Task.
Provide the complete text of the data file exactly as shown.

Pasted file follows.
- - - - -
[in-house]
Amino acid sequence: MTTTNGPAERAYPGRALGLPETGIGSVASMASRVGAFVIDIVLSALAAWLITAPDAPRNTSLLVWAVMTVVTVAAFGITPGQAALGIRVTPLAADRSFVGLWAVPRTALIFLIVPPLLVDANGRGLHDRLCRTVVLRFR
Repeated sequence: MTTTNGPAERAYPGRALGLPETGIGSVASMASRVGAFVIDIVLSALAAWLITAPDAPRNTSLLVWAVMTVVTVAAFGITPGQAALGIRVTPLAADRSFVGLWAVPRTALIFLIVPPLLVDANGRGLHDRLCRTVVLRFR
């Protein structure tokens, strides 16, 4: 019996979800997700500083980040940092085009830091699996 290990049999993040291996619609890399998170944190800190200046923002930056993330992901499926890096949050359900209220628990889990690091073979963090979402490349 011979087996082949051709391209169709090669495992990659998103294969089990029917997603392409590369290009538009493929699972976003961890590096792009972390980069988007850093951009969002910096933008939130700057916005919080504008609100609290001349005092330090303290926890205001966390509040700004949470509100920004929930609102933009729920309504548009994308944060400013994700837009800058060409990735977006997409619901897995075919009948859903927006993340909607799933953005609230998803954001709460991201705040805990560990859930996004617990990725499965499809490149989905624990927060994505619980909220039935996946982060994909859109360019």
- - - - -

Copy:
[in-house]
Amino acid sequence: MTTTNGPAERAYPGRALGLPETGIGSVASMASRVGAFVIDIVLSALAAWLITAPDAPRNTSLLVWAVMTVVTVAAFGITPGQAALGIRVTPLAADRSFVGLWAVPRTALIFLIVPPLLVDANGRGLHDRLCRTVVLRFR
Repeated sequence: MTTTNGPAERAYPGRALGLPETGIGSVASMASRVGAFVIDIVLSALAAWLITAPDAPRNTSLLVWAVMTVVTVAAFGITPGQAALGIRVTPLAADRSFVGLWAVPRTALIFLIVPPLLVDANGRGLHDRLCRTVVLRFR
């Protein structure tokens, strides 16, 4: 019996979800997700500083980040940092085009830091699996 290990049999993040291996619609890399998170944190800190200046923002930056993330992901499926890096949050359900209220628990889990690091073979963090979402490349 011979087996082949051709391209169709090669495992990659998103294969089990029917997603392409590369290009538009493929699972976003961890590096792009972390980069988007850093951009969002910096933008939130700057916005919080504008609100609290001349005092330090303290926890205001966390509040700004949470509100920004929930609102933009729920309504548009994308944060400013994700837009800058060409990735977006997409619901897995075919009948859903927006993340909607799933953005609230998803954001709460991201705040805990560990859930996004617990990725499965499809490149989905624990927060994505619980909220039935996946982060994909859109360019």